Opinion: Alberta’s finances riding high on oil and gas prices – more a reminder of volatility than cause for celebration

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Any news about the province’s finances in recent months has been fueled by infighting in the United Conservative Party and a deeply unpopular premier, the mishandling of the COVID-19 pandemic and the darkening of a fourth wave in Alberta’s health care system. But this year’s budget change—along with rising oil and gas prices in billions of dollars in additional revenue—is staggering.

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In late August, the government said higher non-renewable resource revenues were $7-billion more than expected – and combined with other streams of income, this means this year’s deficit would be less than half of the $18.2 billion. Which he estimated in February.

Now, Alberta Finance Minister Travis Toes said more good news about this fall is likely in the 2021-22 fiscal year. In an interview this week, Toez said he “hasn’t been encouraged about the Alberta economy for maybe five or six years.” Higher oil prices, as University of Calgary economist Ron Kneebone notes, mean improved job security and perhaps even new jobs.


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Much of this has to do with the demand for crude oil for province exports to the United States. In its February budget, the Alberta government predicted that the North American benchmark price for oil would average US$46 a barrel this fiscal year. In August, he predicted an average of more than US$65 a barrel. This week, the US Energy Information Administration forecast West Texas Intermediate (WTI) prices US$78 per barrel on average by the end of 2021.

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To be sure, the government’s initial projections for oil prices were on the low side compared to other forecasts – a long-standing practice of Alberta governments, either out of sense of caution, or out of political hope. Because the final number will exceed low expectations. But this is no small thing: every US$1 increase in the average value of WTI over the entire fiscal year generates an additional $230 million in revenue.

Instead of a celebration, it’s like a sigh of relief—never a good sign. The new billions from non-renewable resource revenue is a reminder of how volatile all this is. Yes, it is good that the budget of the province will not be as bleak as expected. But six years from now – or six months – the picture could be completely different. “We have to remember that we have been here many times before,” said Prof. Niebon said.

Somehow, Alberta needs to learn the lessons of unrest in politics, society, and the environment of being heavily reliant on oil and gas. The Albertans have also had six premieres since Ralph Klein left office—in no small part due to the dramatic ups and downs of the energy sector. Some public sector workers and youth are moving away from a province they see as wild economic swings, or too fossil-fuel-oriented. And the climate-focused energy transition will continue, despite what is likely to be a major bump in the road this winter as consumption of oil, natural gas and coal rises – a reminder that the world does not easily turn away from fossil fuels.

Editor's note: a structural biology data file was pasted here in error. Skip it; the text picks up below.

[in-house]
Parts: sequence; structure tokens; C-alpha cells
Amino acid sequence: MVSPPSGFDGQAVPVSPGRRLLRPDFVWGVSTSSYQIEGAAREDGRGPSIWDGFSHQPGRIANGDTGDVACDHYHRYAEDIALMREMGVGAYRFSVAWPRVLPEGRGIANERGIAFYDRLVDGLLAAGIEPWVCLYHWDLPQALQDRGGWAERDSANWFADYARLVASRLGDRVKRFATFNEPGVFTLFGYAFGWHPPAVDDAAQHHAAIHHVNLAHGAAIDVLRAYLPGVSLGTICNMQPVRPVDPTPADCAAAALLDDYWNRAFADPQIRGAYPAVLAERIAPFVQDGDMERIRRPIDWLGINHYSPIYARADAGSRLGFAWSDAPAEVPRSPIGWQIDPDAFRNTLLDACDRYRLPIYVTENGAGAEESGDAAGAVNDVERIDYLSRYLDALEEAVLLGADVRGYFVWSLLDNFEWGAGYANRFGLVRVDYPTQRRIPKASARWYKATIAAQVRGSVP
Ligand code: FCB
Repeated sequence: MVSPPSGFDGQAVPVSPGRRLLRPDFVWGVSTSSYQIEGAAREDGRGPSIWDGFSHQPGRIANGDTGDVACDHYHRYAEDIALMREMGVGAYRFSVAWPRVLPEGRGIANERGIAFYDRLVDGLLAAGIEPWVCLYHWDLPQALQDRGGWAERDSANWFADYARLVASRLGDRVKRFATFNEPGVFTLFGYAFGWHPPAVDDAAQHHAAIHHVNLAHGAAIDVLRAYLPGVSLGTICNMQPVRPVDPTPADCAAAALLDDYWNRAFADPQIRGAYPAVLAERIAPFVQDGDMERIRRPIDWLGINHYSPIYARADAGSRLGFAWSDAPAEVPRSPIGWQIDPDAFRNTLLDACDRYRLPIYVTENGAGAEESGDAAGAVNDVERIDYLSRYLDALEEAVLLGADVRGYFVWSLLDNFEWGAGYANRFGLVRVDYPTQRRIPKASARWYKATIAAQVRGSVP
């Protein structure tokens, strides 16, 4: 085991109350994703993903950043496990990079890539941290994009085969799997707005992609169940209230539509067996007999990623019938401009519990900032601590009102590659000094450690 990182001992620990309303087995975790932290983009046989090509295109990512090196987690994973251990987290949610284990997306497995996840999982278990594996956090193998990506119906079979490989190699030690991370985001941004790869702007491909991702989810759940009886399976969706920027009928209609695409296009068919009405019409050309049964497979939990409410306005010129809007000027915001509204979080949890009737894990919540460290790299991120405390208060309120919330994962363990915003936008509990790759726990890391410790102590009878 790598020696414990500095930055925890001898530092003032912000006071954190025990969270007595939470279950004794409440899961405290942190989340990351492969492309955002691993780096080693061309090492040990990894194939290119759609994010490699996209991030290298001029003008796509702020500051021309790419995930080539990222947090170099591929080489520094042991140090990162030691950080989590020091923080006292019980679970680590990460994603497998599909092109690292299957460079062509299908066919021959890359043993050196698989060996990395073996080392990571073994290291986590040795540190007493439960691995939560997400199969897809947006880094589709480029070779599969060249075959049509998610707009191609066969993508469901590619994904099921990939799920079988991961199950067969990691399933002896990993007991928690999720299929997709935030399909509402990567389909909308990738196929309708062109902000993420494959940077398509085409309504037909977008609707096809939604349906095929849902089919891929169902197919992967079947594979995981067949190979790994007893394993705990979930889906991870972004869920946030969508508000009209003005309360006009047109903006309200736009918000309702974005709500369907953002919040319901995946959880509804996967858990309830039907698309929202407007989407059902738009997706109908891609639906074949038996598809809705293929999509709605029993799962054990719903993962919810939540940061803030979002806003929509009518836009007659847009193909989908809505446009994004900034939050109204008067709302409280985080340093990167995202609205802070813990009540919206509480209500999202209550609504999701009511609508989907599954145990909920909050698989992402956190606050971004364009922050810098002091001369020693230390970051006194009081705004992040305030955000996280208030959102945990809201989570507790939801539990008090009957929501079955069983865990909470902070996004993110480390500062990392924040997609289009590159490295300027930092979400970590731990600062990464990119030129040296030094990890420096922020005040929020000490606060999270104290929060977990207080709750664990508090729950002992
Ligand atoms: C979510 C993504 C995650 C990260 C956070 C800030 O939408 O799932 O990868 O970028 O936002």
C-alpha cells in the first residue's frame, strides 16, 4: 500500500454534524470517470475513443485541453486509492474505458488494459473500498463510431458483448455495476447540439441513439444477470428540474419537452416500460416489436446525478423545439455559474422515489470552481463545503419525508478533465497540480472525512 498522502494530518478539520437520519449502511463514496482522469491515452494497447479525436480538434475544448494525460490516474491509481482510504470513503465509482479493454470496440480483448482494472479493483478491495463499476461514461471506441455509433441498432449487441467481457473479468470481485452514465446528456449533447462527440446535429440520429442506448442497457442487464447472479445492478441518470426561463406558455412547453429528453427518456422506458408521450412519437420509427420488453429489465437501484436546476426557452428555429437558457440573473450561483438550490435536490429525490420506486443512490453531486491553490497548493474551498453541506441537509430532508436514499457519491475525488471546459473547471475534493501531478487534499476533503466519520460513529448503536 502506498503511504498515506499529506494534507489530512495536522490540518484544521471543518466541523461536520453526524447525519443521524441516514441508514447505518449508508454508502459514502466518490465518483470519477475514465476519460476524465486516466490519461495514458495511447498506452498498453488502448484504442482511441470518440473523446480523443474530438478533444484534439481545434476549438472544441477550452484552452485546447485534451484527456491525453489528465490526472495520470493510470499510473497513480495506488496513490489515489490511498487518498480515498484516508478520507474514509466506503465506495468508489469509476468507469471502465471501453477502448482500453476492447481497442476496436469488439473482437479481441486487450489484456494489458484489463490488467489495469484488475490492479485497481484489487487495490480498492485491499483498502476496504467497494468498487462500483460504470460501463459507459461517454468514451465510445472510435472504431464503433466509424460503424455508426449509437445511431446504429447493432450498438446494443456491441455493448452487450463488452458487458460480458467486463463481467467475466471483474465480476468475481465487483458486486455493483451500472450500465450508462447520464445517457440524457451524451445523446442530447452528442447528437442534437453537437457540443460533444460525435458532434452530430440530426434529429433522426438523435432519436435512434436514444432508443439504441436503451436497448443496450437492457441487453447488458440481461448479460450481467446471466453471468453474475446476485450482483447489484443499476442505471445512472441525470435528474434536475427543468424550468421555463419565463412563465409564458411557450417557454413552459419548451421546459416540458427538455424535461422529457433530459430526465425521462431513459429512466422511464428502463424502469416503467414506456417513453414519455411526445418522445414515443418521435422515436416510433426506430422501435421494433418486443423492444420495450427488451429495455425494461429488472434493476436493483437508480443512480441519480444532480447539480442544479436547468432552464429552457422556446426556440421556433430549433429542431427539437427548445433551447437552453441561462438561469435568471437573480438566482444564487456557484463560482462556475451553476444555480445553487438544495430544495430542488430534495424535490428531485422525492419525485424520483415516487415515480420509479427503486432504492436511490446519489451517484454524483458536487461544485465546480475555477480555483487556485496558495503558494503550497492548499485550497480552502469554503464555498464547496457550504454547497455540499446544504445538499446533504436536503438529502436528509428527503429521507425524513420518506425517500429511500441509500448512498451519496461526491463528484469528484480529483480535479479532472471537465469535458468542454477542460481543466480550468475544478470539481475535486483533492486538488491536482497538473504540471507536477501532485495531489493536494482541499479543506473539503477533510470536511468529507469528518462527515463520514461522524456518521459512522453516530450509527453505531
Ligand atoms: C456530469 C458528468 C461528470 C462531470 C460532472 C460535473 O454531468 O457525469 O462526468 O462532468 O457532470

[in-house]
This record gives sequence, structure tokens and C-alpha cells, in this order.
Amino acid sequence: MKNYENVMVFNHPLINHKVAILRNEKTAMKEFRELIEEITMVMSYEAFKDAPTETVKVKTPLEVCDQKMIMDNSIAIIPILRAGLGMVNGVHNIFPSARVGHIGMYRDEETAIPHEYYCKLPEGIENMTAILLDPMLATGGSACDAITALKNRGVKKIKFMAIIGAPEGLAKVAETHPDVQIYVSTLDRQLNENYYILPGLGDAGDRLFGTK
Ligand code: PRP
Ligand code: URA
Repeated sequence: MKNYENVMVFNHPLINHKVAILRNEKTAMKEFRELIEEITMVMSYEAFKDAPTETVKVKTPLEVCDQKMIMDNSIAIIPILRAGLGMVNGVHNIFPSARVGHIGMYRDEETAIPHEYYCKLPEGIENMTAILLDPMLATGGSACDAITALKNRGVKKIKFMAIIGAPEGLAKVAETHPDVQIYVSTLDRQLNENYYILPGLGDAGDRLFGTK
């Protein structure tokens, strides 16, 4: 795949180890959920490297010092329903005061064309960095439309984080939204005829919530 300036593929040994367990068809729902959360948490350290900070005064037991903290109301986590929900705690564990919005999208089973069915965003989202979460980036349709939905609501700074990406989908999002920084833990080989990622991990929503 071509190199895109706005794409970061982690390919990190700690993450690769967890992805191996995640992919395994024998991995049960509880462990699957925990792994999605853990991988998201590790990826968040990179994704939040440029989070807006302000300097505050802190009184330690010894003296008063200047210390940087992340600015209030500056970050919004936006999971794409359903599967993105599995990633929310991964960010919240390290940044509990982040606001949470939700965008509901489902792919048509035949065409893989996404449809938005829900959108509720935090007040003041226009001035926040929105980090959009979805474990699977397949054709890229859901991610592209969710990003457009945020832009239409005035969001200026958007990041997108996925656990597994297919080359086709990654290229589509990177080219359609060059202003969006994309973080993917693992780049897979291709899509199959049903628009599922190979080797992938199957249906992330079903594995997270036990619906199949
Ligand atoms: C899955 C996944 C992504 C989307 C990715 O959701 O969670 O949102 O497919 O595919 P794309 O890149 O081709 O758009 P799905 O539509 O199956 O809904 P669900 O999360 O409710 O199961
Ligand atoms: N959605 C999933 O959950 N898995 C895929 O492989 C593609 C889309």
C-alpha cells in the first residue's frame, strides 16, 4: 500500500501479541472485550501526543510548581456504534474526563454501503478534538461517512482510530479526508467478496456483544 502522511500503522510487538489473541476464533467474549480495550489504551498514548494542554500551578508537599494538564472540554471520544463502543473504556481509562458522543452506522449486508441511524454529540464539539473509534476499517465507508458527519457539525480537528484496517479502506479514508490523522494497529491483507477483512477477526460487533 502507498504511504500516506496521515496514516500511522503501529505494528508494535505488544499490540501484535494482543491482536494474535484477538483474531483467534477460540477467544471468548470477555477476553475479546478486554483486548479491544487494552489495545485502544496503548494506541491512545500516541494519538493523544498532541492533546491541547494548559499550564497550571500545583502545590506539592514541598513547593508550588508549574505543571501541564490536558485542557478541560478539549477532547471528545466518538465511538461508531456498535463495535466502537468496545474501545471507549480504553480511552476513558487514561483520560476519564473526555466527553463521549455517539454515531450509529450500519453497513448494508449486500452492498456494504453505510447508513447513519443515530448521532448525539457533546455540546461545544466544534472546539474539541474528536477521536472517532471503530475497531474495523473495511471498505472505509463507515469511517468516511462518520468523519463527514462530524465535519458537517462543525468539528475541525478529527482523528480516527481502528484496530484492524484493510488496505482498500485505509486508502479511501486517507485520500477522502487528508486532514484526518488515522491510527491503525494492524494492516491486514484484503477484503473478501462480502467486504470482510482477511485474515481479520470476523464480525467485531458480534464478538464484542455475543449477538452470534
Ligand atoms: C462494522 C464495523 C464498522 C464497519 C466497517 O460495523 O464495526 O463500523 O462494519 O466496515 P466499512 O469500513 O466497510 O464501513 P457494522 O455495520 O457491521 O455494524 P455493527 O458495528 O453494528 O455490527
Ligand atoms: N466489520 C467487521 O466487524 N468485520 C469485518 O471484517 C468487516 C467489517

Mr Toes spoke cautiously about the money crunch this year, saying there was still significant volatility in global markets, exacerbated by uncertainty about the pandemic. “And we’re only halfway through the fiscal year,” he said.

The finance minister said he was looking at a long-term outlook and a “sustainable fiscal trajectory”. Living up to the promises of the UCP campaign, Mr Toes said he is still most focused on spending, and reducing per capita public sector costs, while also ensuring that stressed The health care system gets the money it needs, and even a fresh infusion of cash. 2022 budget. He said a detailed review of the province’s revenue streams, including more stable forms of taxation, would be initiated. But, as it happened in February, he still won’t give a timeline for it.

However, he will point to promising developments, such as Dow Inc.’s planned net-zero ethylene plant just outside Edmonton, and the completion of Enbridge Inc.’s Line 3 pipeline replacement project this month – the first successful major expansion of Canada in six years. export potential of crude oil, the key for the province to obtain better prices for oil. Despite the government’s controversial campaign to protect the oil and gas sector – including an investigation targeting environmental activists with reports before the end of this month – Mr Toez said the province was focusing on economic diversification.

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However, for the time being, widespread energy shortages have affected Asia and Europe. China is importing record amounts of coal for its power plants. Demand for all types of fuel is increasing as the supply chain tries to resume normalcy. As Jason Kenney’s public acceptance numbers hit new depths, he should expect Alberta history to repeat itself – knowing that the premier’s office is likely to be shut down if non-renewable natural resource revenues are so high. It is very little.

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